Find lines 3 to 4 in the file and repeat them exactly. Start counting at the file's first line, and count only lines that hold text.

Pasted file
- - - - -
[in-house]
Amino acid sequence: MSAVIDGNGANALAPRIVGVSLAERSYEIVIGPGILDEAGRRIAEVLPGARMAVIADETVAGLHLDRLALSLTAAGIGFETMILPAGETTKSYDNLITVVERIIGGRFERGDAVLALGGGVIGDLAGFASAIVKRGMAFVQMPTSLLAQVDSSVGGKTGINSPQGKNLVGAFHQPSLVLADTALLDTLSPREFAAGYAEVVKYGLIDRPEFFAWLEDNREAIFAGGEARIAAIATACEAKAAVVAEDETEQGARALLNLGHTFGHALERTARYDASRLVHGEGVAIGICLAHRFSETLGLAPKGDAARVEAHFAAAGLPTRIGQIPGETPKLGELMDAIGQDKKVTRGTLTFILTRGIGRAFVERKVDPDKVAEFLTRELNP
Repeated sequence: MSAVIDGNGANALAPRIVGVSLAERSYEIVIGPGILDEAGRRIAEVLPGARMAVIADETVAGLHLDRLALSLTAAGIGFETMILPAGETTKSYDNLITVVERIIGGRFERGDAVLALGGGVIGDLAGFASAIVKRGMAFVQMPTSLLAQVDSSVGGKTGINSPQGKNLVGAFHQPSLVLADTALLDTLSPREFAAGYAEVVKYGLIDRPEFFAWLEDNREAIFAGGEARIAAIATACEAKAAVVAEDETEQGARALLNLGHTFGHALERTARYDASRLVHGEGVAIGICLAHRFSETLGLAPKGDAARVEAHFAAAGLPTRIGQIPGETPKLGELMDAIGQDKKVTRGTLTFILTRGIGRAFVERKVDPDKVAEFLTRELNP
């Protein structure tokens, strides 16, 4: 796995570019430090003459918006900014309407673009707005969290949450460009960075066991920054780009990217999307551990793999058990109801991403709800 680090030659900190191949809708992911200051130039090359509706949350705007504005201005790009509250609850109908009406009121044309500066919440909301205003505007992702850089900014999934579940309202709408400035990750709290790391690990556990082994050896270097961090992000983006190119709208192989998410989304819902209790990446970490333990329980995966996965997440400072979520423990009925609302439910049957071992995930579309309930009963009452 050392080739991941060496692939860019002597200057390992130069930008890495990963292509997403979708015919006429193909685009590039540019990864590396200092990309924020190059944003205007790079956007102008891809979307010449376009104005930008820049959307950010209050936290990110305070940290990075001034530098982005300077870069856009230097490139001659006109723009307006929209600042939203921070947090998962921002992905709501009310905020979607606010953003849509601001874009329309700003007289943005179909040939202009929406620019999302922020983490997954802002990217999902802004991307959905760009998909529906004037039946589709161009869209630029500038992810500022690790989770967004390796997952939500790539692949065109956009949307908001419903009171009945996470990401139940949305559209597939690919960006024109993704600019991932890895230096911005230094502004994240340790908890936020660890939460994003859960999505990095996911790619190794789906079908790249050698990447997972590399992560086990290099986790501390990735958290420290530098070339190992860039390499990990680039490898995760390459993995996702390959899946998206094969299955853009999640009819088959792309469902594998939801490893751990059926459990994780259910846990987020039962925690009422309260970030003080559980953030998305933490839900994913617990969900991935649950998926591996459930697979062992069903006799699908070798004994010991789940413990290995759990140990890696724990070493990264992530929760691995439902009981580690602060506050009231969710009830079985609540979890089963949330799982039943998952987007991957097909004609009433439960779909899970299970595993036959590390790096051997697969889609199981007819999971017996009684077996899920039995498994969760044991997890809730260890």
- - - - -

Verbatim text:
Repeated sequence: MSAVIDGNGANALAPRIVGVSLAERSYEIVIGPGILDEAGRRIAEVLPGARMAVIADETVAGLHLDRLALSLTAAGIGFETMILPAGETTKSYDNLITVVERIIGGRFERGDAVLALGGGVIGDLAGFASAIVKRGMAFVQMPTSLLAQVDSSVGGKTGINSPQGKNLVGAFHQPSLVLADTALLDTLSPREFAAGYAEVVKYGLIDRPEFFAWLEDNREAIFAGGEARIAAIATACEAKAAVVAEDETEQGARALLNLGHTFGHALERTARYDASRLVHGEGVAIGICLAHRFSETLGLAPKGDAARVEAHFAAAGLPTRIGQIPGETPKLGELMDAIGQDKKVTRGTLTFILTRGIGRAFVERKVDPDKVAEFLTRELNP
């Protein structure tokens, strides 16, 4: 796995570019430090003459918006900014309407673009707005969290949450460009960075066991920054780009990217999307551990793999058990109801991403709800 680090030659900190191949809708992911200051130039090359509706949350705007504005201005790009509250609850109908009406009121044309500066919440909301205003505007992702850089900014999934579940309202709408400035990750709290790391690990556990082994050896270097961090992000983006190119709208192989998410989304819902209790990446970490333990329980995966996965997440400072979520423990009925609302439910049957071992995930579309309930009963009452 050392080739991941060496692939860019002597200057390992130069930008890495990963292509997403979708015919006429193909685009590039540019990864590396200092990309924020190059944003205007790079956007102008891809979307010449376009104005930008820049959307950010209050936290990110305070940290990075001034530098982005300077870069856009230097490139001659006109723009307006929209600042939203921070947090998962921002992905709501009310905020979607606010953003849509601001874009329309700003007289943005179909040939202009929406620019999302922020983490997954802002990217999902802004991307959905760009998909529906004037039946589709161009869209630029500038992810500022690790989770967004390796997952939500790539692949065109956009949307908001419903009171009945996470990401139940949305559209597939690919960006024109993704600019991932890895230096911005230094502004994240340790908890936020660890939460994003859960999505990095996911790619190794789906079908790249050698990447997972590399992560086990290099986790501390990735958290420290530098070339190992860039390499990990680039490898995760390459993995996702390959899946998206094969299955853009999640009819088959792309469902594998939801490893751990059926459990994780259910846990987020039962925690009422309260970030003080559980953030998305933490839900994913617990969900991935649950998926591996459930697979062992069903006799699908070798004994010991789940413990290995759990140990890696724990070493990264992530929760691995439902009981580690602060506050009231969710009830079985609540979890089963949330799982039943998952987007991957097909004609009433439960779909899970299970595993036959590390790096051997697969889609199981007819999971017996009684077996899920039995498994969760044991997890809730260890």